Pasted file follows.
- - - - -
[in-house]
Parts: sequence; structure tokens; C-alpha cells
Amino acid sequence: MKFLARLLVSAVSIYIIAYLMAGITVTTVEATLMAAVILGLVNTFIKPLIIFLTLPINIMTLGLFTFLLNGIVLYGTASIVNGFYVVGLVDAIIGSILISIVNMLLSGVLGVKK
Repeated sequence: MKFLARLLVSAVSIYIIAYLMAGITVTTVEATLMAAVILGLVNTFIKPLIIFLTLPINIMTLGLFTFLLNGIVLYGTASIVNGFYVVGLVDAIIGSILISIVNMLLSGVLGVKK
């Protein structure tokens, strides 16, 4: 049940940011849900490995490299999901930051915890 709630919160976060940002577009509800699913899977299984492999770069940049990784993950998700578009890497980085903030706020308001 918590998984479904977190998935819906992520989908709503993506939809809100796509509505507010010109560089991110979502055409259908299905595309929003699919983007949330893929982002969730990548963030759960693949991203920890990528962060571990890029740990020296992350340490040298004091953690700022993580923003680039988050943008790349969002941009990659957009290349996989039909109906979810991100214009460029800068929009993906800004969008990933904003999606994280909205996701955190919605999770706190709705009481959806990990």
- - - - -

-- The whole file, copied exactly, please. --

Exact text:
[in-house]
Parts: sequence; structure tokens; C-alpha cells
Amino acid sequence: MKFLARLLVSAVSIYIIAYLMAGITVTTVEATLMAAVILGLVNTFIKPLIIFLTLPINIMTLGLFTFLLNGIVLYGTASIVNGFYVVGLVDAIIGSILISIVNMLLSGVLGVKK
Repeated sequence: MKFLARLLVSAVSIYIIAYLMAGITVTTVEATLMAAVILGLVNTFIKPLIIFLTLPINIMTLGLFTFLLNGIVLYGTASIVNGFYVVGLVDAIIGSILISIVNMLLSGVLGVKK
């Protein structure tokens, strides 16, 4: 049940940011849900490995490299999901930051915890 709630919160976060940002577009509800699913899977299984492999770069940049990784993950998700578009890497980085903030706020308001 918590998984479904977190998935819906992520989908709503993506939809809100796509509505507010010109560089991110979502055409259908299905595309929003699919983007949330893929982002969730990548963030759960693949991203920890990528962060571990890029740990020296992350340490040298004091953690700022993580923003680039988050943008790349969002941009990659957009290349996989039909109906979810991100214009460029800068929009993906800004969008990933904003999606994280909205996701955190919605999770706190709705009481959806990990």